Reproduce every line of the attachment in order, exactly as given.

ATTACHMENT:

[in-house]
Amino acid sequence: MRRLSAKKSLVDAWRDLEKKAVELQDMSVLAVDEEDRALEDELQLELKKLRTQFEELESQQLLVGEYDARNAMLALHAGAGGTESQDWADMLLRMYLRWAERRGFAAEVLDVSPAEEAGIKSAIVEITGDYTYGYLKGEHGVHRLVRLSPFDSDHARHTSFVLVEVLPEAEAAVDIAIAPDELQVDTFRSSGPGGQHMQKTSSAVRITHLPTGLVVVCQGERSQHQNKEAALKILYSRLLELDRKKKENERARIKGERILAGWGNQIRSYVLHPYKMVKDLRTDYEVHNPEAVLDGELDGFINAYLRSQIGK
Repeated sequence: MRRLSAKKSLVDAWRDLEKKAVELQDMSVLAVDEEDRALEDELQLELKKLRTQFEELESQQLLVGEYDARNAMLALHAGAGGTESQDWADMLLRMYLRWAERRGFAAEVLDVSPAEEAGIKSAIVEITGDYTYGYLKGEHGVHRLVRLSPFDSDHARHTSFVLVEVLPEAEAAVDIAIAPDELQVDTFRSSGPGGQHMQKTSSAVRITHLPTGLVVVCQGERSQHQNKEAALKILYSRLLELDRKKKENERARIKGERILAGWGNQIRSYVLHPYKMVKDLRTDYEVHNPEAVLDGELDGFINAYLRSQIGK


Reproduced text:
[in-house]
Amino acid sequence: MRRLSAKKSLVDAWRDLEKKAVELQDMSVLAVDEEDRALEDELQLELKKLRTQFEELESQQLLVGEYDARNAMLALHAGAGGTESQDWADMLLRMYLRWAERRGFAAEVLDVSPAEEAGIKSAIVEITGDYTYGYLKGEHGVHRLVRLSPFDSDHARHTSFVLVEVLPEAEAAVDIAIAPDELQVDTFRSSGPGGQHMQKTSSAVRITHLPTGLVVVCQGERSQHQNKEAALKILYSRLLELDRKKKENERARIKGERILAGWGNQIRSYVLHPYKMVKDLRTDYEVHNPEAVLDGELDGFINAYLRSQIGK
Repeated sequence: MRRLSAKKSLVDAWRDLEKKAVELQDMSVLAVDEEDRALEDELQLELKKLRTQFEELESQQLLVGEYDARNAMLALHAGAGGTESQDWADMLLRMYLRWAERRGFAAEVLDVSPAEEAGIKSAIVEITGDYTYGYLKGEHGVHRLVRLSPFDSDHARHTSFVLVEVLPEAEAAVDIAIAPDELQVDTFRSSGPGGQHMQKTSSAVRITHLPTGLVVVCQGERSQHQNKEAALKILYSRLLELDRKKKENERARIKGERILAGWGNQIRSYVLHPYKMVKDLRTDYEVHNPEAVLDGELDGFINAYLRSQIGK